While the FBI officially closed its investigation in the D.B. Cooper case earlier this year, it has not been closed in the eyes of the Cold Case Team. This team continues to move forward with its own investigation, relying on intelligence analysis methods to support them and continue to evaluate every bit of evidence in new ways.
October 28, 2016 – Crime Tech Solutions, a fast-growing and vibrant investigation software company based in Austin, TX, today announced a migration path for software users affected by the recent failure of New Zealand based Wynyard Group. Wynyard had positioned itself as a ‘leader in crime fighting software’, but never did find traction in the markets they coveted.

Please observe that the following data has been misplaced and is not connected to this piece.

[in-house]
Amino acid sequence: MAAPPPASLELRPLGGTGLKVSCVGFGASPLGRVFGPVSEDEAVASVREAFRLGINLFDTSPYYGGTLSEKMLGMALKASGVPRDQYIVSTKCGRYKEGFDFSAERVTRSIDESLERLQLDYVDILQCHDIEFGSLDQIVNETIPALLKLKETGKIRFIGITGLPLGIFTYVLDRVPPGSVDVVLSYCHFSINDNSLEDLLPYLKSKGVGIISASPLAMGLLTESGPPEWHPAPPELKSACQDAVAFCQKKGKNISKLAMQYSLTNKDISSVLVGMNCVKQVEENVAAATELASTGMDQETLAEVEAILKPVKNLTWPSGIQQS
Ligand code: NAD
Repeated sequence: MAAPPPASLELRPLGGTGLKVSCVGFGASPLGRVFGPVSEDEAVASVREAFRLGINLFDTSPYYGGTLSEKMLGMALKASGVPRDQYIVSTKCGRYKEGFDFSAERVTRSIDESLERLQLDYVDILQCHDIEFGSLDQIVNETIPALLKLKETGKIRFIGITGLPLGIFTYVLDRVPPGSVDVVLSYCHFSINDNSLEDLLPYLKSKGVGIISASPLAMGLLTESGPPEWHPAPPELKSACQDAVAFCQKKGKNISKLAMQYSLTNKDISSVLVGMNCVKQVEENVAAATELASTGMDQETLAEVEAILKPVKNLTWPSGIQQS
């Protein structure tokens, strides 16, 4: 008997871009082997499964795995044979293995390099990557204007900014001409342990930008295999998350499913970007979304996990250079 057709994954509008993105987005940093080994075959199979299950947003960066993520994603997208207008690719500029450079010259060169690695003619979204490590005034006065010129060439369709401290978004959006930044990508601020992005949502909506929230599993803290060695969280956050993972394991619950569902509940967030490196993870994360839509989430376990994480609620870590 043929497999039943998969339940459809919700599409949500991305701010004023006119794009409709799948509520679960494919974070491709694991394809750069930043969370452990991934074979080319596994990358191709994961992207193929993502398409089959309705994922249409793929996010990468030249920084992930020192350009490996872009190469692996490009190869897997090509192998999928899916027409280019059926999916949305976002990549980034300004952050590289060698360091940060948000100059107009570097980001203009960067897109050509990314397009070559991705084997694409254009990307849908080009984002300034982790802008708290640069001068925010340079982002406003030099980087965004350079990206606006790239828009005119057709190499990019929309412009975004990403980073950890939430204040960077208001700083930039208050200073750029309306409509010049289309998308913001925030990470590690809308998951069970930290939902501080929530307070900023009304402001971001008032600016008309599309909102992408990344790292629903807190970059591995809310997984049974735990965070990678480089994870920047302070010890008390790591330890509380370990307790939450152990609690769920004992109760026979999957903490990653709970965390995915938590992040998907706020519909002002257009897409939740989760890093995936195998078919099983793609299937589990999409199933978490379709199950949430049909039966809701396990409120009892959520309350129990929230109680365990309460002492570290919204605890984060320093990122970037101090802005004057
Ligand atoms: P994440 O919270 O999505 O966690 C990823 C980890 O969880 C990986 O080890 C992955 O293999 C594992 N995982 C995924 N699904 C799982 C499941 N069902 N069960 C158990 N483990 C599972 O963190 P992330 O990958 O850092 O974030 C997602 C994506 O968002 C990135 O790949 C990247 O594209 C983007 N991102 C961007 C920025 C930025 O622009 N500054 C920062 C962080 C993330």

Per Wynyard Group officials, the company has placed itself in voluntary administration as it battles crippling losses and missed revenue forecasts, leaving customers in the dark as to the future of their investment in the crime fighting technology.
For users of the Wynyard Group case management software, Crime Tech Solutions has introduced a comprehensive ‘path forward’ that includes, in some cases, a license-cost-free replacement of the Wynyard Group system with the popular and robust Case Closed™ investigative case management solution for law enforcement and commercial investigation agencies.
Case Closed Software was developed by investigation professionals and for investigation professionals, and is widely used by investigative agencies across North America.